Stachowski stays involved in the derby race because of all the unique experiences it offers children in the community.

“You get lots of experiences because winners of the race get to go to Akron, Ohio to compete in the soap box derby there against racers from all over the world,” Stachowski said. 

Another aspect of the races that helps to keep Stachowski involved is her family.

“This is our family community service,” Stachowski explained. “Both of my kids raced but now they are too old for it, but we still stay involved and help with the races each year. In 2006 we were actually honored as the National Soap Box Derby family for that year. It’s truly a family affair.”

With all that Stachowski does in her professional and volunteer life, it is clear she works hard to make Moss Point a gem of Jackson County.

Pay it Forward Fridays:

JaxCoHome would love to hear about people doing good in our community. If you know someone that is a champion for our community, the environment, education or local business, fill out the nomination form by clicking here.

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Brady’s brings new dining option to Pascagoula

Pascagoula has a new downtown dining option in Brady’s Steaks and Seafood. 

 

“It’s a family concept that my brother Chad and I developed so we could keep people in Pascagoula, give people another option here in Pascagoula, and give Jackson County and the Gulf Coast another eatery close to home.” co-owner Steven Brady said. “It’s all family oriented. My brother Chad and I, our wives, our sister, and even our kids are all involved in the restaurant.”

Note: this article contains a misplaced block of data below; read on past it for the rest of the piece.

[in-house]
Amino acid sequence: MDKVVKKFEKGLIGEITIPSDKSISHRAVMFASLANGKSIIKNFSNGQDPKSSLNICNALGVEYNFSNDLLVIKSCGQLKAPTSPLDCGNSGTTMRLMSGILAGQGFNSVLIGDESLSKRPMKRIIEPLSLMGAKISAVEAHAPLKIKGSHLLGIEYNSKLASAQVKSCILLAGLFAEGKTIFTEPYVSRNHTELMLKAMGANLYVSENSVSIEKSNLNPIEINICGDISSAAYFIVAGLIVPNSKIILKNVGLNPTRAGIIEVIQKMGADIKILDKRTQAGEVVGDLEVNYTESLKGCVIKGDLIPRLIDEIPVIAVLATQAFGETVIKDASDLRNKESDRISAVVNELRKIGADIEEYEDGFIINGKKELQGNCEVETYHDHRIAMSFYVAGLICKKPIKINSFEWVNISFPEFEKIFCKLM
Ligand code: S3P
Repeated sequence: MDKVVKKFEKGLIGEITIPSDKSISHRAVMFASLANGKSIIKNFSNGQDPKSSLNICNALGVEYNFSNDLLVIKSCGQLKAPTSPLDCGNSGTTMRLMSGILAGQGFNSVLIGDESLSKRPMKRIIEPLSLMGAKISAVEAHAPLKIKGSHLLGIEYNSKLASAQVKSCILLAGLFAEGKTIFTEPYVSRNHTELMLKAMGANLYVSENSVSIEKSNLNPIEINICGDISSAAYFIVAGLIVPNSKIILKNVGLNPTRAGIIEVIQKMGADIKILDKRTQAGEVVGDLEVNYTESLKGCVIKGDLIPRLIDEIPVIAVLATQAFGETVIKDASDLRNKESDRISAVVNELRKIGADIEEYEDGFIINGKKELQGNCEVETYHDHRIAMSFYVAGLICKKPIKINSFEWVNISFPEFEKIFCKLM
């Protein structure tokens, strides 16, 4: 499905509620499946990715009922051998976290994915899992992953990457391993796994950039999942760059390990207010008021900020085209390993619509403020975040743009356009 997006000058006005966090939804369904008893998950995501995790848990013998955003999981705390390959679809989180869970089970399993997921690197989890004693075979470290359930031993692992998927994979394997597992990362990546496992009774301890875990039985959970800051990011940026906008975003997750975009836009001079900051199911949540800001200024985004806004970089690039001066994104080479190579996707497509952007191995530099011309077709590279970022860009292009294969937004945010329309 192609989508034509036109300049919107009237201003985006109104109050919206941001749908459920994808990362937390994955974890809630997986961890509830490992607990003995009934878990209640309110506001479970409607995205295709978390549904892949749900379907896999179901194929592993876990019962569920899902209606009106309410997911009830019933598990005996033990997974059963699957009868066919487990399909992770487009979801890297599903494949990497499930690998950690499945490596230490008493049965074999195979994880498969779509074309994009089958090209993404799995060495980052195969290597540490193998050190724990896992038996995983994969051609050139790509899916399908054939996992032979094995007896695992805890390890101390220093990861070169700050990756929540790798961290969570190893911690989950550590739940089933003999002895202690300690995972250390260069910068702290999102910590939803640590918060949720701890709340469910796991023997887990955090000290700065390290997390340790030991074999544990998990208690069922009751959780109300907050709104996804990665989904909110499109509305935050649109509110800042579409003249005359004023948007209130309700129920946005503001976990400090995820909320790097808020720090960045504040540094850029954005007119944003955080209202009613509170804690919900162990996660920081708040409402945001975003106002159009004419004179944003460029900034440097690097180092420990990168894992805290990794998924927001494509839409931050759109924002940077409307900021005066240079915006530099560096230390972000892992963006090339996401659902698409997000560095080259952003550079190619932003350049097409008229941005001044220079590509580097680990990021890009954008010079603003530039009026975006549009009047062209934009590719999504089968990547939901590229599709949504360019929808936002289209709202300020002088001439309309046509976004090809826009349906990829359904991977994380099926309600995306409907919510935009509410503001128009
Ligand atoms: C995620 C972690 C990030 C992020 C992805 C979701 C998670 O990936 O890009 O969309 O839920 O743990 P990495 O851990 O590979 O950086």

One of the most instantly attractive aspects of Brady’s is the location.

 

 

“We knew we had an unbelievable opportunity for some waterfront dining, and we don’t have a whole lot of options here in Pascagoula for something on the water,” Brady said. We started working with the city a couple of years back, and this particular property had been for sale for several years, so we started sizing up our endeavor and the size of the property and it all worked out.”

Brady’s location brings something new and unique to downtown Pascagoula.

“We wanted to keep this place close to downtown to keep downtown as thriving as possible,” Steven explained. “The more options we have, the better we’ll do.”

People are coming from all over the area to try this new eatery.

“We’ve definitely seen activity from our neighbors in Ocean Springs and Grand Bay in Alabama,” Steven said. “We’ve seen people come from Bay St. Louis, St. Martin, D’iberville, Vancleave, Lucedale, Mobile and just all over the area.”

So far, feedback on the restaurant has been outstanding and business has been phenomenal.

“We wish we had built bigger, but hindsight is 20/20.”

With the overwhelming response, it gets the Bradys excited for all of the plans they have to expand the restaurant.

“We will be starting lunches soon in the next couple weeks,” Steven explained. “Right now we are just doing dinner from 5-9 p.m. When we add lunch we will also do a happy hour special around the middle of the afternoon, so we’re excited about that. We also have some plans for our downstairs area like outdoor activities and some seasonal boils.”

Ultimately, the family would just wants everyone to give them a try.

“We’re not fine dining, so we don’t want people to be put off thinking we’re too upscale,” Steven said. “We’re a family restaurant. We’re the place you can go after the baseball game or after church or have an anniversary dinner. We want to serve everybody. We’re excited to help the businesses here by bringing people from all over. We want everyone to just come try us out and make their way around the menu. We hope everyone can come and enjoy the view and to bring their family and friends.”

Brady’s Steaks and Seafood is located at 3801 Magnolia Street in Pascagoula.